This is especially true for those who are still babies. Therefore, it is important to observe signs such as drowsiness, irritation for no reason, constant crying, tiredness and changes in behavior (such as stop playing or loss of appetite).

In older children, the report of headaches together with the perception of a feverish state is a warning sign.

The procedure is the same for treating adults, based mainly on the administration of antibiotics and monitoring of the clinical status.

On average, 35% of newborns who are infected can suffer from seizures. This number is lower in older children, with a 20% risk of having a seizure.

The prognosis tends to vary according to the bacteria and the child’s age. Between 5% and 25% of newborns die, and among those who survive, up to half of them can suffer irreversible damage to the brain (such as reduced hearing or cognitive loss).

What is meningococcal disease?

Meningococcal disease is a term used to refer to infections and manifestations caused by the bacterium Neisseria meningitidis , also called meningococcus.

This specific type of agent can infect the body and remain localized, triggering meningitis (inflammation of the meninges) or spreading through the body ( sepsis ), a condition called meningococcemia.

Meningococcemia: what is the difference for meningitis?

Meningococcemia is an aggravated condition of bacterial infection by Neisseria meningitidis . It is also called meningococcal disease and is characterized by the spread of the agent throughout the body.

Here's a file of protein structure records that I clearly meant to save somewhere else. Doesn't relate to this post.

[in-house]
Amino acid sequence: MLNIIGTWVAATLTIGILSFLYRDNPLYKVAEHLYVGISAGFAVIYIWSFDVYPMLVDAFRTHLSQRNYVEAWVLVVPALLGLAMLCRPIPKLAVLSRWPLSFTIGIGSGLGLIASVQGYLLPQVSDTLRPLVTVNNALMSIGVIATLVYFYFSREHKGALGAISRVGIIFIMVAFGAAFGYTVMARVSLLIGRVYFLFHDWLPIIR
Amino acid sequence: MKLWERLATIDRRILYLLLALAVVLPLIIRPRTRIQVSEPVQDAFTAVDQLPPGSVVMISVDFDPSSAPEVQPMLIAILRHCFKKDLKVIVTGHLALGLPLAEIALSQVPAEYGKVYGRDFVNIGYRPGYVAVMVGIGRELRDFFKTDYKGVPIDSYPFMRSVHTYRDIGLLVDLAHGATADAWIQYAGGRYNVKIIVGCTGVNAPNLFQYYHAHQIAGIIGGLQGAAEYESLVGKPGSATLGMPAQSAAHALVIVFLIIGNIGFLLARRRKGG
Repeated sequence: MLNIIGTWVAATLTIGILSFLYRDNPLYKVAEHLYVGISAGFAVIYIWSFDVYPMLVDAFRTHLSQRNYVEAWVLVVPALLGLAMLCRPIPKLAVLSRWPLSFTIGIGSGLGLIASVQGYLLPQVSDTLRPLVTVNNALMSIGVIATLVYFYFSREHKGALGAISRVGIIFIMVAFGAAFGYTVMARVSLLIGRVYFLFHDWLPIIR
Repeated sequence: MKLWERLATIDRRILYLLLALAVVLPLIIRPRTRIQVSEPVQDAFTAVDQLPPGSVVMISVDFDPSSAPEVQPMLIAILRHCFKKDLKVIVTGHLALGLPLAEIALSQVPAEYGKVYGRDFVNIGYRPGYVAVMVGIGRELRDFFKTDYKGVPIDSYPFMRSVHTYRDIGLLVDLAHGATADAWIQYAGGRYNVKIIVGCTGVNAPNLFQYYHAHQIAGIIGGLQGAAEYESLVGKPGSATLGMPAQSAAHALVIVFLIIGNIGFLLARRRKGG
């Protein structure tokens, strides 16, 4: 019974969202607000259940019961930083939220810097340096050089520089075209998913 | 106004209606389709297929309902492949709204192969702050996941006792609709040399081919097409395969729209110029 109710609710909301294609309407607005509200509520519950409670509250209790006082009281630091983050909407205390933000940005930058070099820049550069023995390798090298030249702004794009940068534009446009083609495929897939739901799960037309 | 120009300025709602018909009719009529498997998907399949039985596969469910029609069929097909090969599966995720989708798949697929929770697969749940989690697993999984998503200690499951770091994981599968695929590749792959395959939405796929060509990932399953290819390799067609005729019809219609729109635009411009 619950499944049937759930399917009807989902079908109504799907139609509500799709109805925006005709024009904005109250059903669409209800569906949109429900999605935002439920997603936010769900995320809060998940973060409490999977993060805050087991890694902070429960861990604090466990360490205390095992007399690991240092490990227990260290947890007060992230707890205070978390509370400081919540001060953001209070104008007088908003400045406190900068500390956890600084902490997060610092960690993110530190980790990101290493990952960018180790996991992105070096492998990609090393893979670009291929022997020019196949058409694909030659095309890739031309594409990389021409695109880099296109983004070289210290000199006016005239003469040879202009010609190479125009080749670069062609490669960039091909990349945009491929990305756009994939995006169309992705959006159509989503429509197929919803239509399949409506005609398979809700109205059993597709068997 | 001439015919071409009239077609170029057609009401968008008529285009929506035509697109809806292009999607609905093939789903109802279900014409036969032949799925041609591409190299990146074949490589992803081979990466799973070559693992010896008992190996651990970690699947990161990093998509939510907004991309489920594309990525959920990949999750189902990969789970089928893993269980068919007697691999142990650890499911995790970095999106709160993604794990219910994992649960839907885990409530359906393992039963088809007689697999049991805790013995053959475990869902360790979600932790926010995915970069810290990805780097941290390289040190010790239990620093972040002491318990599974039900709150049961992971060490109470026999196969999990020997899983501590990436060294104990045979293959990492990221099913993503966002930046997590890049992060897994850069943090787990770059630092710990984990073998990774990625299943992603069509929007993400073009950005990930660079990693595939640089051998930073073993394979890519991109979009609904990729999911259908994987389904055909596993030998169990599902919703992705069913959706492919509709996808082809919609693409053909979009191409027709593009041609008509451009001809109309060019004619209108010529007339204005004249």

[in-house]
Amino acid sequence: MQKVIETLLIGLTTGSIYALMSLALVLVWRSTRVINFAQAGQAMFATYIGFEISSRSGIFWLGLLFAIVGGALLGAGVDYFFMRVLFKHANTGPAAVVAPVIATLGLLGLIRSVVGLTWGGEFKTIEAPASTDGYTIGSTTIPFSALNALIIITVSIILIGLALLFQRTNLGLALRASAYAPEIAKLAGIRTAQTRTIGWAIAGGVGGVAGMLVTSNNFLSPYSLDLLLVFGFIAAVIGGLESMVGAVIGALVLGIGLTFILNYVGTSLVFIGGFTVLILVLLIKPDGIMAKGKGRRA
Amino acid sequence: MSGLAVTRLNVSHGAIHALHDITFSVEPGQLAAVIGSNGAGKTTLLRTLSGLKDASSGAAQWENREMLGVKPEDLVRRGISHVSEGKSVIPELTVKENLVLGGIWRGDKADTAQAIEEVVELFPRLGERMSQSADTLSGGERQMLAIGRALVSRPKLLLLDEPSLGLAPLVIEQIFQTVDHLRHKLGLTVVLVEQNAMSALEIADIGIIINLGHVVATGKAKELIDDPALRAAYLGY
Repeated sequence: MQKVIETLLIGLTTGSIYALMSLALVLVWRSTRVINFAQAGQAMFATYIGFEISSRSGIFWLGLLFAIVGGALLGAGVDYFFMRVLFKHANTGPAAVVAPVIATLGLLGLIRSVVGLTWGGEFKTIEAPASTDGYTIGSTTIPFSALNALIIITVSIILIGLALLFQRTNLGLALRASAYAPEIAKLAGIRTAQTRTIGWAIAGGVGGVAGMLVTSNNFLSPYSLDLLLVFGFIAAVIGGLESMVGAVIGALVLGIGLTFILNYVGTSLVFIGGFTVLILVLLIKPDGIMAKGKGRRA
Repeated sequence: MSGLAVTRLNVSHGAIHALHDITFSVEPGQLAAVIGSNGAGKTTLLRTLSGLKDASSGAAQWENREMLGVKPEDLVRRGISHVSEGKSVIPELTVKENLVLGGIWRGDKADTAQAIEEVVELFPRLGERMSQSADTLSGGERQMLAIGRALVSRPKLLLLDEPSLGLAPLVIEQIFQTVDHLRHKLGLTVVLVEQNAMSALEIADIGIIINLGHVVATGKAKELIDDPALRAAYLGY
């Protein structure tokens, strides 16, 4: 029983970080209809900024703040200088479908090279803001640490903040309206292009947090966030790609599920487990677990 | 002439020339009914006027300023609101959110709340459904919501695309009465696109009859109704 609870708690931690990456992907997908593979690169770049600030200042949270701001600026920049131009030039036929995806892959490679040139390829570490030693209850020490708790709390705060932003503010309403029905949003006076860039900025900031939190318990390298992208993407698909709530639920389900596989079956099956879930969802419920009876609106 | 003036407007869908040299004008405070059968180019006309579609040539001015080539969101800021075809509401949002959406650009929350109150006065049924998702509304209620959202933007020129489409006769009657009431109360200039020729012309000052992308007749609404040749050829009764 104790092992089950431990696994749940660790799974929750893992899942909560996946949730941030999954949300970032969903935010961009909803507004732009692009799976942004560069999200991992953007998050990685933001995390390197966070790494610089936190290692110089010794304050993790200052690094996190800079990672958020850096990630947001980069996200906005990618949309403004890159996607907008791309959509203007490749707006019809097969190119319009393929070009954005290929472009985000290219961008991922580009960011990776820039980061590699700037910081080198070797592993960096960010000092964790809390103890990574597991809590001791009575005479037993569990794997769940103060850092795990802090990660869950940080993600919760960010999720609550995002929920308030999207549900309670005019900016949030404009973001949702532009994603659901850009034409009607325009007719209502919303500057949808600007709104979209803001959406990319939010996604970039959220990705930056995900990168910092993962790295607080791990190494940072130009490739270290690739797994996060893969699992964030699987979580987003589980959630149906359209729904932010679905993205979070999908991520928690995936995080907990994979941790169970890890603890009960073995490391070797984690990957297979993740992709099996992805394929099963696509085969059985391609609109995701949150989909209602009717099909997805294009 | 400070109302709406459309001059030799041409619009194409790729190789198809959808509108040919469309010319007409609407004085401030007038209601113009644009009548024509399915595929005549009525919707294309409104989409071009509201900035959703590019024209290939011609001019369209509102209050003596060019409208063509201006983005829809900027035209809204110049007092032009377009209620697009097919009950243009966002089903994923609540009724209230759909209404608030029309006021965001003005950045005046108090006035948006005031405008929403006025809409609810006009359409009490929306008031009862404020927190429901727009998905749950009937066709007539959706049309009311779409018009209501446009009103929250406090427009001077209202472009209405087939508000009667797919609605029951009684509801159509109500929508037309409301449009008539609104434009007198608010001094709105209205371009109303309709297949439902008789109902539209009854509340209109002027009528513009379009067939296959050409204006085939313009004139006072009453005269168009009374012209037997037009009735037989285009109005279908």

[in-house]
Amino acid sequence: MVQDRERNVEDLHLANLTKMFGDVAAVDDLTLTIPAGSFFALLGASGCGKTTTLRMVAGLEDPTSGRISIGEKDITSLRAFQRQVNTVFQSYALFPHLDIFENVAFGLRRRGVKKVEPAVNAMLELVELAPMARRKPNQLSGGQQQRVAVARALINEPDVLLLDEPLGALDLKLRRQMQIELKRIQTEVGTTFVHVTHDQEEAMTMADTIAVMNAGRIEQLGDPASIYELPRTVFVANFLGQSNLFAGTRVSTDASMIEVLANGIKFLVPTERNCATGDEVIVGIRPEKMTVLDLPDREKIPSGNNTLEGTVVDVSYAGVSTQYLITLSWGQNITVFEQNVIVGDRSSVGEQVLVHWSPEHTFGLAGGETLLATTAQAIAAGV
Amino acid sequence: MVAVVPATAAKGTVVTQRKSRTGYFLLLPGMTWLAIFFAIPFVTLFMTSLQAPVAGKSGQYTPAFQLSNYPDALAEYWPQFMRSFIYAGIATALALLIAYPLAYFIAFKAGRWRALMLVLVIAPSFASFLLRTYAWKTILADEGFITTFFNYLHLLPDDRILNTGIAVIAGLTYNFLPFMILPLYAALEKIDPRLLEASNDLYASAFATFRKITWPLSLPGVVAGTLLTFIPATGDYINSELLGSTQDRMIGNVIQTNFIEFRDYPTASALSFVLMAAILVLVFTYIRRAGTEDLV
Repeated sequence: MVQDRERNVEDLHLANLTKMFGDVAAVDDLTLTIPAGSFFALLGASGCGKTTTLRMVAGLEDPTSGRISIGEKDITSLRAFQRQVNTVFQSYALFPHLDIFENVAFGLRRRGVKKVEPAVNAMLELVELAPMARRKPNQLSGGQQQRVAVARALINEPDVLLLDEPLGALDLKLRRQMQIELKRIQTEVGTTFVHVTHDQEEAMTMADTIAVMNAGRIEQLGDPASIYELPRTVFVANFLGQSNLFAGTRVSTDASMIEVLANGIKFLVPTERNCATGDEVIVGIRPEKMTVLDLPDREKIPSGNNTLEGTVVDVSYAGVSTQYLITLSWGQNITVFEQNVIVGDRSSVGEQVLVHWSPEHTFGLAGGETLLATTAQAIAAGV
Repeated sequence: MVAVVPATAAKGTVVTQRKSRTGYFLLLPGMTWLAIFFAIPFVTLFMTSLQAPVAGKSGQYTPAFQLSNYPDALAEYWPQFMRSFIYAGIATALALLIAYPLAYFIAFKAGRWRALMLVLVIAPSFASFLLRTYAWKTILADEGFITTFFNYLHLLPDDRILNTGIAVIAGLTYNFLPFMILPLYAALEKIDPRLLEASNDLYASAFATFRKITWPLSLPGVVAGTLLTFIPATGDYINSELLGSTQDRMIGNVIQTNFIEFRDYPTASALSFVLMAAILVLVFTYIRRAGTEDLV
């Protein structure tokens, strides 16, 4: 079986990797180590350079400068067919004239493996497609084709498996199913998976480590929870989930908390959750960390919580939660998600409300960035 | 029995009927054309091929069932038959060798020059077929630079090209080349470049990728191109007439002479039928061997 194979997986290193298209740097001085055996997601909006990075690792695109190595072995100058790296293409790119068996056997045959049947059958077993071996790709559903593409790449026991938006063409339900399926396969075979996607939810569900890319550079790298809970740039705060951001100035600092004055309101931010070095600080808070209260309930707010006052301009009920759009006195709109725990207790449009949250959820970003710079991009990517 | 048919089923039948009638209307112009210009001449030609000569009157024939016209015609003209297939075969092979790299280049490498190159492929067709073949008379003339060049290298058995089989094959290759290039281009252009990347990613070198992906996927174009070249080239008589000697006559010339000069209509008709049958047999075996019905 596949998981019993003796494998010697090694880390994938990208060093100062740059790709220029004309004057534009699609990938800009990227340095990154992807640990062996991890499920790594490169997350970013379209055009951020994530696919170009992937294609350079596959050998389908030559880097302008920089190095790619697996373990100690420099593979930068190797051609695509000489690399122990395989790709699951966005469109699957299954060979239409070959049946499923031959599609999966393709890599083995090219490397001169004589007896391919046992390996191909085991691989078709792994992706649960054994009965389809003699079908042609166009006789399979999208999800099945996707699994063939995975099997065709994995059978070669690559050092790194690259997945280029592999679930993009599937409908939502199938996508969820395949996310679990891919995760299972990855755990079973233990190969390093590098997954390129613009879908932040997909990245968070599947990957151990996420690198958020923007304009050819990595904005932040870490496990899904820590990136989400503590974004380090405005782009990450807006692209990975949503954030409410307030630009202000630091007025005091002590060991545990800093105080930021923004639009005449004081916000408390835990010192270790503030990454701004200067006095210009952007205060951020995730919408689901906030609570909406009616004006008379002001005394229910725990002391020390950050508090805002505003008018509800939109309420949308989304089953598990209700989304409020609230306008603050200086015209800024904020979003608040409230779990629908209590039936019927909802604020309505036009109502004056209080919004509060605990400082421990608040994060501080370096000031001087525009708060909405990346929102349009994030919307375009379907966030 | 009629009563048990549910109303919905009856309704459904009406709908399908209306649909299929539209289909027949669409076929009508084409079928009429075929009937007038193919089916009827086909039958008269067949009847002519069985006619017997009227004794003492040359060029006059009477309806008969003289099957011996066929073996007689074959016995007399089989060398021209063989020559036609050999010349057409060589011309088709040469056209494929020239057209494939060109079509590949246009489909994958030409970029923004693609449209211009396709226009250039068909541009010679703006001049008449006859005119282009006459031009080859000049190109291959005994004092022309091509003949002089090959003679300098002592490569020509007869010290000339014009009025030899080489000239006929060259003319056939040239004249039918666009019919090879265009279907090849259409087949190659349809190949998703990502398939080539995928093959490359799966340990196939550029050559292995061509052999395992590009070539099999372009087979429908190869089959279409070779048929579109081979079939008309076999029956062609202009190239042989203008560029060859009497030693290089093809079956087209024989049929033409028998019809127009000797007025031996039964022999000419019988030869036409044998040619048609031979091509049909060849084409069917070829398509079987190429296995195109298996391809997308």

When symptoms occur, they are usually sudden and severe malaise, high fever, chills and skin lesions, such as bruises (bruises) and red spots (petechiae).

The conditions can be associated, that is, they occur together (meningitis + meningococcemia) or isolated (including, sepsis can occur without meningitis). The following may occur:

  • Meningococcal meningitis: presence of bacteria in the meninges;
  • Meningococcemia: presence of bacteria in the bloodstream;
  • Meningococcal meningitis and meningococcemia: presence of bacteria in the meninges and in the bloodstream.

What causes bacterial meningitis?

The cause of bacterial meningitis is infection by bacteria. Although several can trigger meningitis, Neisseria meningitidis, Streptococcus pneumoniae, Mycobacterium tuberculosis or Haemophilus influenzae are the most frequent.

Dissemination can occur when the person carrying the agent coughs, sneezes, shares objects or kisses another healthy person.

On average, the transmission time, after the person is infected, is about 24 hours, because only while the agent is in the region of the oropharynx (part of the throat where air and food pass) can it be disseminated in the secretions and Spittle.